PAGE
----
Should courts apply a marketability discount in determining the fair value of interests in realty holding companies? In downstate New York, the answer may vary depending on whether the court lies within the First or Second Departments of the Appellate Division. This week’s New York Business Divorce has the story.
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The Appellate Division, Second Department last week decided a trio of appeals in related cases concerning the consequences of an LLC member’s withdrawal, holding that the member was not entitled to a fair-value buyout and that upon withdrawal he lost standing to maintain derivative claims. Read all about it in this week’s New York Business Divorce.
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Business Divorce Stories is the title of the latest episode of the Business Divorce Roundtable podcast highlighted in this week’s post, featuring short interviews with business appraiser Tony Cotrupe and attorney Jeffrey Eilender sharing their first-hand accounts of business divorce cases involving break-ups of two businesses, each co-owned by a pair of brothers.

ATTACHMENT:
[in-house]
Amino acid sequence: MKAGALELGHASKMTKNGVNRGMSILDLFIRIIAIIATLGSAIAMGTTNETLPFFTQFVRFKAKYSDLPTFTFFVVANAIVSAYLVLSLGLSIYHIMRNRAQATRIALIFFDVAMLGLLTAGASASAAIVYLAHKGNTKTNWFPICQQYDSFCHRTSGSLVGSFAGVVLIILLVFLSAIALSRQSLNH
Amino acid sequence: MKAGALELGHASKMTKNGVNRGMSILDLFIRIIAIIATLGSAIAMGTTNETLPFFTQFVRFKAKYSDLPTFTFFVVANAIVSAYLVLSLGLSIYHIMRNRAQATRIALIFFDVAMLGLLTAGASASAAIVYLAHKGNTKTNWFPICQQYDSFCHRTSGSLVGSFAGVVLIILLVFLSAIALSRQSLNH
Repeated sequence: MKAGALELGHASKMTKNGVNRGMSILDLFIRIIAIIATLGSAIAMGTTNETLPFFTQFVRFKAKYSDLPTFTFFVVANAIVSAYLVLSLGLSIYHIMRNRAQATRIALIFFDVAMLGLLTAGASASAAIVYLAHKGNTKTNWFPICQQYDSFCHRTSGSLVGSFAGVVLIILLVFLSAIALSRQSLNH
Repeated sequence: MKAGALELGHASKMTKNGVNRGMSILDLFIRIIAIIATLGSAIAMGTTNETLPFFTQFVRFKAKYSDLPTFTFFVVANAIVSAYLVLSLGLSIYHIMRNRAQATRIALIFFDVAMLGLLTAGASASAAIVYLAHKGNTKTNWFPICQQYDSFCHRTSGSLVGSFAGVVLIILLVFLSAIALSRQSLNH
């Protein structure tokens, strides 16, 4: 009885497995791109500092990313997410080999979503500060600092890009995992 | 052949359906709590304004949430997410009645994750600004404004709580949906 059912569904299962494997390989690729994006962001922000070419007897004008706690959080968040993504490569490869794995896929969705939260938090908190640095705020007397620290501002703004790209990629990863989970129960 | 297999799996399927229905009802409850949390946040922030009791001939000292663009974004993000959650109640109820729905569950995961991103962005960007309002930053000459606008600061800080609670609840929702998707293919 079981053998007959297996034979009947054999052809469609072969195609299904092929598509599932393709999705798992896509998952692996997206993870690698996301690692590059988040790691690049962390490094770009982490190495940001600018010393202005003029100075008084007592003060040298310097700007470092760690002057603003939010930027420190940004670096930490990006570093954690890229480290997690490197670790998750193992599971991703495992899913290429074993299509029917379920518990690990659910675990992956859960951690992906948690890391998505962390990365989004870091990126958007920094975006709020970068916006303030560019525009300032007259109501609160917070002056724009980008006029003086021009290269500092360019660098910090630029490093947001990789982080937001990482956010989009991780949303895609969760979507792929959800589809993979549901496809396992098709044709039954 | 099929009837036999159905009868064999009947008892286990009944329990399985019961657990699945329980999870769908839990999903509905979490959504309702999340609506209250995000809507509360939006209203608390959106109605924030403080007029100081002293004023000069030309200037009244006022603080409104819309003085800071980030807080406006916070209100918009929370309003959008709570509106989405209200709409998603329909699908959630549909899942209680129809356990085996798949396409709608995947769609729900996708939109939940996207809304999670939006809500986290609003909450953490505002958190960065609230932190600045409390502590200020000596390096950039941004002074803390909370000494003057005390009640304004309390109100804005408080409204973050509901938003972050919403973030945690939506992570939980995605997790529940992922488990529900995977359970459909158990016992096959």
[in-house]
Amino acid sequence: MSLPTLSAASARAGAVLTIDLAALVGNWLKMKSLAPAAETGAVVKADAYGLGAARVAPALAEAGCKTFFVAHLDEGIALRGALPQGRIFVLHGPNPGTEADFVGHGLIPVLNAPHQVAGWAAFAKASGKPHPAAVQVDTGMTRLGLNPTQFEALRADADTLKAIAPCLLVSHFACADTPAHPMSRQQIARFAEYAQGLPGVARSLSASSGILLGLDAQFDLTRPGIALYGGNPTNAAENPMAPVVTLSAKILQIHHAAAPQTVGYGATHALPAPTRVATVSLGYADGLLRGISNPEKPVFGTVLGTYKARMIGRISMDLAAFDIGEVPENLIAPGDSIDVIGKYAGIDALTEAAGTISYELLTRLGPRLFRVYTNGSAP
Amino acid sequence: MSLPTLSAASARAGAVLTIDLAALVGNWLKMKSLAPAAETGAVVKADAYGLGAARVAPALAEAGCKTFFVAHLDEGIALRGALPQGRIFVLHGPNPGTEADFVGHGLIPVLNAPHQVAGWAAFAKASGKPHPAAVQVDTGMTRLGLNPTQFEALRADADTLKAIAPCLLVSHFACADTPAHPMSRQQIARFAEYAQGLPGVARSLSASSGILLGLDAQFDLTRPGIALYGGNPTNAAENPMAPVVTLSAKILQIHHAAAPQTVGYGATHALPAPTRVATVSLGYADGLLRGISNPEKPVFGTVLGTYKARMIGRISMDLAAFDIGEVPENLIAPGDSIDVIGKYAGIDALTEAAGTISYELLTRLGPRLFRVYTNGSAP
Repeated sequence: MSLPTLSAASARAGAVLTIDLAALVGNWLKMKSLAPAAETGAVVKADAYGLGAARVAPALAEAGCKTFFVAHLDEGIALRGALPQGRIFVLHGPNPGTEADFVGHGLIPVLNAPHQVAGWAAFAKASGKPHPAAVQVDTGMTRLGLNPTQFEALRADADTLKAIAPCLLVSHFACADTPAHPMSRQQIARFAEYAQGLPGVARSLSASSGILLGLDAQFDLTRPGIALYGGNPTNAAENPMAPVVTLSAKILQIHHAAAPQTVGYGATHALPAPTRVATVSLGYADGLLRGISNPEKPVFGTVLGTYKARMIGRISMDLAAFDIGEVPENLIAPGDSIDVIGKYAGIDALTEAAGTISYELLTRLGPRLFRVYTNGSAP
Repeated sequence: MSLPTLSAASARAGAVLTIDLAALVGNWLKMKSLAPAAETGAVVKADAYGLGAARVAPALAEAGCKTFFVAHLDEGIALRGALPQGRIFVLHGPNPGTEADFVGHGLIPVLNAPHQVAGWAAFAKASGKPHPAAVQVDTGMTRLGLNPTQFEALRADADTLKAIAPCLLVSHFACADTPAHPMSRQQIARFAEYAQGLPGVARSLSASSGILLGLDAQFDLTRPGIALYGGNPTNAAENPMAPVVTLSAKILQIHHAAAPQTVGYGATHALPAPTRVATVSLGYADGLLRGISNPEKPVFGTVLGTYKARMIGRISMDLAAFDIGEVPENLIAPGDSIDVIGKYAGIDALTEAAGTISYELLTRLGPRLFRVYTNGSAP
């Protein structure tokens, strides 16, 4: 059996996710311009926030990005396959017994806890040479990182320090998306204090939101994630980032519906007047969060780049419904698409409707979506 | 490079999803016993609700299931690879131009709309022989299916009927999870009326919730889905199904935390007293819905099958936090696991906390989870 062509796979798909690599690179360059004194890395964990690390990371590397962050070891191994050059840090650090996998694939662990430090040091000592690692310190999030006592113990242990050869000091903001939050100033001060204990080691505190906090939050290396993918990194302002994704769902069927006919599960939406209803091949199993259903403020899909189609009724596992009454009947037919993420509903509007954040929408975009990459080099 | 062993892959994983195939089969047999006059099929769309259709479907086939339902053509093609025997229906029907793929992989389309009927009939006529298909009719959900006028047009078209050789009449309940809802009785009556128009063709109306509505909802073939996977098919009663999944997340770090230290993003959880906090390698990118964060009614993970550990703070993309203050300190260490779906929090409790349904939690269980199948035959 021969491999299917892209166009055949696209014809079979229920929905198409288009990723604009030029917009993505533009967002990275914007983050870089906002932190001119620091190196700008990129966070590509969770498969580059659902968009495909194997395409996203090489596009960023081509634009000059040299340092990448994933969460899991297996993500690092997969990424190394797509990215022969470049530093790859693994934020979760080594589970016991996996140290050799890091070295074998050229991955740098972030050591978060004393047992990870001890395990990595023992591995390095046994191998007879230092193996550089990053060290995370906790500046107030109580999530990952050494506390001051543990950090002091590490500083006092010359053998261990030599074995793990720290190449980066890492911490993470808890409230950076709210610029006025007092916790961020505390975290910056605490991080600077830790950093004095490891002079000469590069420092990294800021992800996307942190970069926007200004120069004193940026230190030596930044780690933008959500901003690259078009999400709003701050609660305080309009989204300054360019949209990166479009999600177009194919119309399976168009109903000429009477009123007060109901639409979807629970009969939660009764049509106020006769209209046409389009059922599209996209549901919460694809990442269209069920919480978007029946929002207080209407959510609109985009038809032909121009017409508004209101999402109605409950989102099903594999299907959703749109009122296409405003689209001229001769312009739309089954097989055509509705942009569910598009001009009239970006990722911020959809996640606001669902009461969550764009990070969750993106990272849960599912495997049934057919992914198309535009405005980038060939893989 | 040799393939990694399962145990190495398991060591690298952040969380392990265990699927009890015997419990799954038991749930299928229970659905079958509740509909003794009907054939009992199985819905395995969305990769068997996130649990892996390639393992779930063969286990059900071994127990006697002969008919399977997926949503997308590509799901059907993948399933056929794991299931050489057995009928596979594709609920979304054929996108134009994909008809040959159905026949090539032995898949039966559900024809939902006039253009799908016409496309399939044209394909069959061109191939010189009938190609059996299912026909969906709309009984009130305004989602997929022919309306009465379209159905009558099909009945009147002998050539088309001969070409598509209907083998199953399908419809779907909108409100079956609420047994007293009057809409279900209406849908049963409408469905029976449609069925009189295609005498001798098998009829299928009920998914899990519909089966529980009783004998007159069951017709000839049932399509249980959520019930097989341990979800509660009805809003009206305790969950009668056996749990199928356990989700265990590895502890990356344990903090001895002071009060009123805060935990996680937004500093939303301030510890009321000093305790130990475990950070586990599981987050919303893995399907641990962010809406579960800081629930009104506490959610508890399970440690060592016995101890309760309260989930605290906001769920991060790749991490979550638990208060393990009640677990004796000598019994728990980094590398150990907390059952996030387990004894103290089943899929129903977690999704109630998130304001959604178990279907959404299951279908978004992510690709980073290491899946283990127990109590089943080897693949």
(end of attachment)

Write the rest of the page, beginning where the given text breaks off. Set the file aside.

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This 7th annual edition of Summer Shorts presents brief commentary on three must-read decisions in business divorce cases involving the use of special litigation committees in derivative actions by LLC members; dissolution of a family-owned real estate holding corporation and LLC; and a Delaware case in which Chancery Court ordered dissolution of a deadlocked LLC co-owned by celebrity chef Gordon Ramsay.
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Minority shareholder oppression on steroids is one way to describe what happened in Matter of Twin Bay Village, Inc., in which an upstate appellate panel recently affirmed an order dissolving the corporation and setting aside a stock issuance that diluted the minority shareholders. Learn more in this week’s New York Business Divorce.
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